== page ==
|Rhys: over it with the doctors, but still trying to stay balanced in the yin and yang of it.|
Friday, October 14, 2011
Black bears rarely attack. But here's the thing. Sometimes they do. All bears are agile, cunning, and immensely strong, and they are always hungry. If they want to kill you and eat you, they can, and pretty much whenever they want. That doesn't happen often, but –and here's the absolute salient point—once would be enough.
- Bill Bryson, from A Walk in the Woods: Rediscovering America on the Appalachian Trail
The first 3 out of 4 days we spent in Massachusetts after arriving this summer from our final stop (the lower Hudson River Valley) at the end of our cross-country insanity, the front page of the local paper was splayed with pictures of bears. Bears, eating from people's compost piles. Bears, exiting people's homes through kitchen windows. Bears, just chilling in people's yards.
The animals were beautiful, striking in their bear-selves and the juxtaposition displayed: with an obviously wild nature that challenged everything about their domestic surroundings.
Despite the bear on the flag of California, I have never heard of one wandering into our old neighborhood. Judging by the construction drive that seems set on paving over every sage bush there, we'll be lucky if the skunks make it. The bears? They are long gone, having had to submit to things like the bear and bull fights back in 1800s Monterey with its red-tiled roofs and neanderthal modes of entertainment lit by whale blubber. But enough about our shining past.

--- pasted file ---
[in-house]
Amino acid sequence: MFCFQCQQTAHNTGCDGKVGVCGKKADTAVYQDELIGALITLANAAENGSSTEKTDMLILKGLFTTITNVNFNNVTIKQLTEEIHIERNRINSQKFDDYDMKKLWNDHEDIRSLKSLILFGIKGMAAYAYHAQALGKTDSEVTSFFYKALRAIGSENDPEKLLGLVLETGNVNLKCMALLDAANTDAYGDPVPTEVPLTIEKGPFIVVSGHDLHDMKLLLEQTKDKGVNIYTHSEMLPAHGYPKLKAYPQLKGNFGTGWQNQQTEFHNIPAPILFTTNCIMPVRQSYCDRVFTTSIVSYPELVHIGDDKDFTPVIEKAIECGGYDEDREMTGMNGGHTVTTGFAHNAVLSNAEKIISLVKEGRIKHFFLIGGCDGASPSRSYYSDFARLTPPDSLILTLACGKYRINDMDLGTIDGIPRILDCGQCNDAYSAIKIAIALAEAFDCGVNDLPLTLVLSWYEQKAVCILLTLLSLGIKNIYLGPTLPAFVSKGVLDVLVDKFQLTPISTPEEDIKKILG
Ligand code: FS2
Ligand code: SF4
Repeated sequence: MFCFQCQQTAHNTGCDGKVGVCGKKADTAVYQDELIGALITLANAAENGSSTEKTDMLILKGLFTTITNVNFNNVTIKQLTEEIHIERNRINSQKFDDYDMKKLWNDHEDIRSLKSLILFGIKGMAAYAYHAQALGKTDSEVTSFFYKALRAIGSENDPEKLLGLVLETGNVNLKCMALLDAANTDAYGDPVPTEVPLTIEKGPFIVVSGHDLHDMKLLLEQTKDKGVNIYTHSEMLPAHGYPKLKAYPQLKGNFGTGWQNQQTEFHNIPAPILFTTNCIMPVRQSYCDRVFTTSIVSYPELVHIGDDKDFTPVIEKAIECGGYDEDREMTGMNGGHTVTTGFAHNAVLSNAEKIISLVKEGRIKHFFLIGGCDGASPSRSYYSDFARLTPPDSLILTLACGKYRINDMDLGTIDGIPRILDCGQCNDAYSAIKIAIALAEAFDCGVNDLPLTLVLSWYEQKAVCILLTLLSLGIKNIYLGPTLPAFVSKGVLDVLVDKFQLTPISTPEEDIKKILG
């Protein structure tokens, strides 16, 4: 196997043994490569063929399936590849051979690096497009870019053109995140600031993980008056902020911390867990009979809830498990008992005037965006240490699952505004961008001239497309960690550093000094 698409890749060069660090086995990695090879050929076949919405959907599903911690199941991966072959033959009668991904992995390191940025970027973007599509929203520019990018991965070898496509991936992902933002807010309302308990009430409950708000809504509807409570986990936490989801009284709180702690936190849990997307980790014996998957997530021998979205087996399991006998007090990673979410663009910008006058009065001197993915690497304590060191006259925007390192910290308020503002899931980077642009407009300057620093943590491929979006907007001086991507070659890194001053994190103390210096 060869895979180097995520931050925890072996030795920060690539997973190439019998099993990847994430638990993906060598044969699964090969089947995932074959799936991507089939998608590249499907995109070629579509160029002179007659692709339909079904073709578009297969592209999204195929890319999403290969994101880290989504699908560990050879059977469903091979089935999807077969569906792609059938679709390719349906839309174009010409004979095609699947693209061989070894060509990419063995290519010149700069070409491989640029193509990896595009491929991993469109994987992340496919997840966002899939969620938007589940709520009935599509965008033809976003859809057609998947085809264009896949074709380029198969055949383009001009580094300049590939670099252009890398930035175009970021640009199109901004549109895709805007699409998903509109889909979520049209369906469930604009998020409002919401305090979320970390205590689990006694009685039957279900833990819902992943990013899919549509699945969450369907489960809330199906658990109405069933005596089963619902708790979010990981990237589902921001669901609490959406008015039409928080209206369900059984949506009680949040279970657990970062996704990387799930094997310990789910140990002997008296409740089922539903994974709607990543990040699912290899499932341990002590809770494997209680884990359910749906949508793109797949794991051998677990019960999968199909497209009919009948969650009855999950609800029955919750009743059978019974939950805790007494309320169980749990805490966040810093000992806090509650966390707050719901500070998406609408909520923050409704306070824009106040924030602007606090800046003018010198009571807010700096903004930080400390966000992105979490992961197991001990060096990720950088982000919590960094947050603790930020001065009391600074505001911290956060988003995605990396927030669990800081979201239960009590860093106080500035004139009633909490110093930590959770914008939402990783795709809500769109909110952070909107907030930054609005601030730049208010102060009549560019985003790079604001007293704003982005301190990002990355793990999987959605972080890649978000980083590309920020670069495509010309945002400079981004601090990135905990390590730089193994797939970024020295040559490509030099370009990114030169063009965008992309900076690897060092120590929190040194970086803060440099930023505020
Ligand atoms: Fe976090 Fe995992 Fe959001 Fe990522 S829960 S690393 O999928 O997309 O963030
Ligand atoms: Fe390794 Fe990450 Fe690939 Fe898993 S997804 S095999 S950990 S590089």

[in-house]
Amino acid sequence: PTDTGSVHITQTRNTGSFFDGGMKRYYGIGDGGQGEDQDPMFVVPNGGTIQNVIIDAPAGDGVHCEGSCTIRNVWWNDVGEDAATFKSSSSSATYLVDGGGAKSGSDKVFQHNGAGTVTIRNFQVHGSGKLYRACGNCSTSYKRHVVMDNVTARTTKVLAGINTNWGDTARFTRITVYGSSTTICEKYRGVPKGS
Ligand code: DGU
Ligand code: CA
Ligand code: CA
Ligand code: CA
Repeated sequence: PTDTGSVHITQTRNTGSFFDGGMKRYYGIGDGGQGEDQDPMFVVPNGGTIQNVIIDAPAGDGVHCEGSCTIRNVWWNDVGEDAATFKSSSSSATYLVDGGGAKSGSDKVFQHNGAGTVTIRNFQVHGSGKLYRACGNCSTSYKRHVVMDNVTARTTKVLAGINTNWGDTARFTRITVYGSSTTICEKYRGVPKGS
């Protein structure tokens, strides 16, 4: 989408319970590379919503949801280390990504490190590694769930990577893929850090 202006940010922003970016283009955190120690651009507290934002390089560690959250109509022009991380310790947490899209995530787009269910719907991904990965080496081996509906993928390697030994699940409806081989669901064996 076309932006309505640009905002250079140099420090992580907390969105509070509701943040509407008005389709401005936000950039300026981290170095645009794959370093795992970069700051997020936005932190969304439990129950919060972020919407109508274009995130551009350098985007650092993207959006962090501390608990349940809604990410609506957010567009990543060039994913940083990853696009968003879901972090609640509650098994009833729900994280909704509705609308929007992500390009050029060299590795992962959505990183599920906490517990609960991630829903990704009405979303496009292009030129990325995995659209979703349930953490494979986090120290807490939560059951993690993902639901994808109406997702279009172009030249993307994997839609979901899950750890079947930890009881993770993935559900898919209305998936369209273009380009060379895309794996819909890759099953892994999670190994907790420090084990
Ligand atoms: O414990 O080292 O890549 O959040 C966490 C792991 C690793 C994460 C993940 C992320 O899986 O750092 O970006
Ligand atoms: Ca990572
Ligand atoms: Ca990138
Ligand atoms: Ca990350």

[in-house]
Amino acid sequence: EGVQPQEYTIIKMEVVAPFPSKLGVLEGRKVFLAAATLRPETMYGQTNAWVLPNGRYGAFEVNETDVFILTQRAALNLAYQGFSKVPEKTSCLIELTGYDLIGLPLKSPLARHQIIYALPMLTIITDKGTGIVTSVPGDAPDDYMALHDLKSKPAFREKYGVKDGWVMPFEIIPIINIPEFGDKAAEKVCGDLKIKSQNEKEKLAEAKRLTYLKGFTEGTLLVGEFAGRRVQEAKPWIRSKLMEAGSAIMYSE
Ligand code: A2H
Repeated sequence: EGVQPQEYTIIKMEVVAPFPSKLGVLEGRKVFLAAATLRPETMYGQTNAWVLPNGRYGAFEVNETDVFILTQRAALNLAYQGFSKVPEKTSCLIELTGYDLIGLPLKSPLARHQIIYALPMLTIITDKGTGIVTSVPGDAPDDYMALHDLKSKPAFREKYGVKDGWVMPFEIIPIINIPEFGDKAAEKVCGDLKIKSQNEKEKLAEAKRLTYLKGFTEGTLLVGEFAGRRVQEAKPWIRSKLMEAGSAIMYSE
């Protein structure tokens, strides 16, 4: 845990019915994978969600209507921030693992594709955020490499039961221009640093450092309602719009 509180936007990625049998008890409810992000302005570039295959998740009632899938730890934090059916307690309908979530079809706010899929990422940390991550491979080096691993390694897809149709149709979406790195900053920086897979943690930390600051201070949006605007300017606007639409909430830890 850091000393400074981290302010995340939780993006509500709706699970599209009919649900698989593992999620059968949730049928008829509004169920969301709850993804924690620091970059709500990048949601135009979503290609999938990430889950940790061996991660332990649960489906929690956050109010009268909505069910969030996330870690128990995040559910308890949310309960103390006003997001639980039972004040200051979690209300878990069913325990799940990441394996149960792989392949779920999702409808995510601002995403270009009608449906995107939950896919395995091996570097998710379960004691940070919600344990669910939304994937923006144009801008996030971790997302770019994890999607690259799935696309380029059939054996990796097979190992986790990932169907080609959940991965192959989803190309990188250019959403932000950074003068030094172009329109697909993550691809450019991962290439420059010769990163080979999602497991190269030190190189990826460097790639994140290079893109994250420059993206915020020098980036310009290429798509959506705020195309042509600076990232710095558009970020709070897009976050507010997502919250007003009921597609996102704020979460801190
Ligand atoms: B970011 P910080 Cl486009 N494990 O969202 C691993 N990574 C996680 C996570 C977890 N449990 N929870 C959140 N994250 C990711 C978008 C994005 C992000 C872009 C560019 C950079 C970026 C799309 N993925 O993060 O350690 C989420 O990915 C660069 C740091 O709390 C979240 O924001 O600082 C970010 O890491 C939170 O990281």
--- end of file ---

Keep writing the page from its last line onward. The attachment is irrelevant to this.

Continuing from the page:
The two times we came to see this house when it was on the market, the seller's realtor must have tripped over herself trying to mop up the puddles of drool she left on the floor after salivating about the young couple with the preggo wife who would surely be ensnared by all the charms of a 100-year-old farm house. She saw the belly and knew her marketing tactic immediately.
“Kathryn!” she'd coo to me. “Look at this!”
“This” would inevitably be some stupid-ass thing, like a picture of a laundry shoot window that once existed or her perceived convenience of the washing machine in the kitchen (?!?...coming in another entry...). She thought she'd found the perfect preggo, that sales push-over, the Nesting Mama. Unfortunately, she had me pegged all wrong. She'd found Mama Bear.
“Is that asbestos on those pipes in the basement?” I'd ask narrowing my eyes on her latest dream detail (“There's a light in this closet! And look, Kathryn!...”)
“If I can help the other 4 families you'll see this year with a kid with TOF, let me tell you, you need to explain more information up front. Nothing for nothing, Doctor, but that handout you left us with told us nothing and only made us scared.”
“Oh, well, I'm sorry. That was never my intention. My intention was to leave you with enough information to investigate. The name of the condition Rhys has is called Tet-tra-lo-gy of Fa-llot.” (Why, some of my best friends have Tetraology of Fallot!)
Bitch, start with me.
Can you say, fired? She's been replaced. (Why, some of my best friends are doctors!)
The local scene just beginning to show signs of hope with a new cardiologist on board, this weekend we also head to Boston – our first trip to Children's Hospital. We will be consulting with a cardiologist and a surgeon. Rhys will undergo a sedated echocardiogram and then have to spend the night for observation. I will stay with him. I'm packing my honey pots and holding my breath.
And since I don't yet know how to communicate the intensity of the stress we've been under for the last 4 weeks, that's all for now.
...Nothing worries and antagonizes a female bear more than to have people between her and her brood...